Tag Archives: Wait Wait… Don’t Tell Me!

Stones, Zeppelin Songs Combat Crickets

I first heard about this on NPR’s Wait, Wait… Don’t Tell Me!

Most members are aware of the story from early Utah when some crickets were eating crops and seagulls came and ate them. The type of cricket has been called Mormon Crickets.

Anyway, these so called Mormon Crickets are causing a problem in Nevada, and officials are trying to use heavy metal music to chase them away.

Imagine waking up with a cricket on your head. Imagine crickets swarming everywhere outside your house. It sounds like some kind of Biblical plague, but it’s actually affecting Tuscarora, Nev. so badly that the residents have resorted to blasting rock ‘n’ roll to combat them…

To me, the most noteworthy thing about this, is that when mentioned on Wait, Wait… there weren’t really any Mormon-related joke. One panelist mentioned that Mormons, like crickets, reproduce a lot, but that was it. There were no jokes about polygamy, nothing about getting rid of Mormons, etc. It would seem that we are indeed making some progress 🙂

Put faces to the numbers

I may have mentioned before that I go for a long walk each day during my lunch hour. I have a few podcasts I listen to during the week as I walk (Wait Wait… Don’t Tell Me!, Prime Time Sports, 60 Minutes, and occasionally some others). A couple of weeks ago there was a segment on 60 Minutes about Flight 1549, Captain Chesley Burnett “Sully” Sullenberger III, and his crew. It was quite a moving piece, but one part of it particularly stuck out. When talking about how everyone survived, Captain Sullenberger said this:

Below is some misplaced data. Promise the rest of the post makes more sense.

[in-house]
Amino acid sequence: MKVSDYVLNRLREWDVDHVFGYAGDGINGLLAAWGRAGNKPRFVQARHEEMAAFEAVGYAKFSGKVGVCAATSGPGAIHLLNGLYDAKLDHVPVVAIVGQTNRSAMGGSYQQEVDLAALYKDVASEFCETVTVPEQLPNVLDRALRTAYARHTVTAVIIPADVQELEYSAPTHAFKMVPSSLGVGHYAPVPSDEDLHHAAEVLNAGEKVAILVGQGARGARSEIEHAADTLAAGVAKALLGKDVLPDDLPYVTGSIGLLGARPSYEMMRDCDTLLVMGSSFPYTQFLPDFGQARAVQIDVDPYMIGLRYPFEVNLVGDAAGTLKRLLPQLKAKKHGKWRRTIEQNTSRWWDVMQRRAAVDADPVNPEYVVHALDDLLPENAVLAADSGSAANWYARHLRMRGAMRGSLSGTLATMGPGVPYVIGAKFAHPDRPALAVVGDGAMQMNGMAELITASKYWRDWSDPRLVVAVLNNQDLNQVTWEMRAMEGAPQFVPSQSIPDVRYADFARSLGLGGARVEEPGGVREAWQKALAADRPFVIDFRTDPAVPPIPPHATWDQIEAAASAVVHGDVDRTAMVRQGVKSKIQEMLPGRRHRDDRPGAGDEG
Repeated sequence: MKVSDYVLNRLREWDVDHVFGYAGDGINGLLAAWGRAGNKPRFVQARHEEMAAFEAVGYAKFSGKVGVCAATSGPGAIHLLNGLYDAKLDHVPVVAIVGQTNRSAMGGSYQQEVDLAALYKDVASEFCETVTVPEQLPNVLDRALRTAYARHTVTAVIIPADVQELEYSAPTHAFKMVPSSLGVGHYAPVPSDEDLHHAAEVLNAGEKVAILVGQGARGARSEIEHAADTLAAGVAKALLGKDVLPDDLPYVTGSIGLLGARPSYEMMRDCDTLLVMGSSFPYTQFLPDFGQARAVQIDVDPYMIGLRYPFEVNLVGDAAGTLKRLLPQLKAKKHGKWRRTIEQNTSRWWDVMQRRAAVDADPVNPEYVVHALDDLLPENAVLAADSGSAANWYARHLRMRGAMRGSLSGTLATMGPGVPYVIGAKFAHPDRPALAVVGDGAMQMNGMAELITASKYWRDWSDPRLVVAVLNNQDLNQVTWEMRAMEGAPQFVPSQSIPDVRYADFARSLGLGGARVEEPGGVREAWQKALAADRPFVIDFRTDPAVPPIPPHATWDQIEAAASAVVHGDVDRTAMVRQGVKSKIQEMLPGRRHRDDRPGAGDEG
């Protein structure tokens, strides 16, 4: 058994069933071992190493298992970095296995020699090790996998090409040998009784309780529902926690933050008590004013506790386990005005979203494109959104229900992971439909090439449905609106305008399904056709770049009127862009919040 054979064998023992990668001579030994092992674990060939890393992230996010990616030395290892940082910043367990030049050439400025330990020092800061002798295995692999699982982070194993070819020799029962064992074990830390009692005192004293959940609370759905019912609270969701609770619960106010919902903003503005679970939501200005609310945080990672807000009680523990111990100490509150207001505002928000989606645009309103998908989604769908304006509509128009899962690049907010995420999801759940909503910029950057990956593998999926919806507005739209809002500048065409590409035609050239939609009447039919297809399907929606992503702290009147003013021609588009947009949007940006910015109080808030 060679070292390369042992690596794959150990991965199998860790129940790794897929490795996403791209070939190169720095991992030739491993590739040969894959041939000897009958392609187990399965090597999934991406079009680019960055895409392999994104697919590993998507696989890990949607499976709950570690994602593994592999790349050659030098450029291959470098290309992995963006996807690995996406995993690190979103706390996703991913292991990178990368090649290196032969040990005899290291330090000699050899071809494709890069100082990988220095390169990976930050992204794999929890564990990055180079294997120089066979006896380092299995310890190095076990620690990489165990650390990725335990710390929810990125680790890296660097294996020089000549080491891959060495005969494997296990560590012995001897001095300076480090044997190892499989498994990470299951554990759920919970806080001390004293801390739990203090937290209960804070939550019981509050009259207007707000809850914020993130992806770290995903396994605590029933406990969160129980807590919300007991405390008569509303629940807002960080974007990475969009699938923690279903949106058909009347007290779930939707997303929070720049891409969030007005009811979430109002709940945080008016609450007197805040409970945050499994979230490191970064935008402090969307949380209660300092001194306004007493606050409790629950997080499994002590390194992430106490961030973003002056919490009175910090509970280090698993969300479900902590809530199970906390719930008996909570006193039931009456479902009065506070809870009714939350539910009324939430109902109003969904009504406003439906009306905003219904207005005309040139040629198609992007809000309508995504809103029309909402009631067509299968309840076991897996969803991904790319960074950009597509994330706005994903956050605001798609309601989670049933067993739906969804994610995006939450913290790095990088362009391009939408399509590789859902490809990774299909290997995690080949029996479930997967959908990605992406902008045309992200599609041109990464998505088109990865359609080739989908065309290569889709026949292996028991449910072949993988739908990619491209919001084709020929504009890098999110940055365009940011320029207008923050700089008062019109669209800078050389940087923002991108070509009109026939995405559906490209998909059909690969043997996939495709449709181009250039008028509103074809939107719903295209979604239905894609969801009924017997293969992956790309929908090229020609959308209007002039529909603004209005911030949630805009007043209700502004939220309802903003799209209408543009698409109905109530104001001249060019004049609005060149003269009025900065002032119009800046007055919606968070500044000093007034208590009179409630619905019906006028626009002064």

You know, 155 is a number, but when you can put faces to it and not just 155 faces but the other faces, the wives, the daughters, the sons, the fathers, the mothers, the brothers, it gets to be a pretty big number pretty quickly.
60 Minutes podcast. Flight 1549: An Emotional Reunion [online]. [Accessed 20 February 2009]. 2009. Available from World Wide Web: [Podcast]

In the Church, as in essentially all other organizations, the only way to measure progress is with numbers. Sometimes we focus on this number, or that number, but it still comes down to a number. What was our sacrament meeting attendance? How many baptisms have we had this year? What was our home teaching percentage? We need to often remind ourselves that those numbers do, indeed, represent people. Captain Sully and his crew expertly maneuvered the plane and got the passengers out, and 155 people were saved. But the impact of what they did is far greater than that. It has affected hundreds of people directly, and probably thousands, maybe even millions of people, more. The same goes for our service in the Church. Whether in a calling, or as a home and visiting teacher, we may be only working with a certain person, or a small group of people, but the effects of our work can affect dozens more and can last for generations. It is a humbling, but inspiring thought!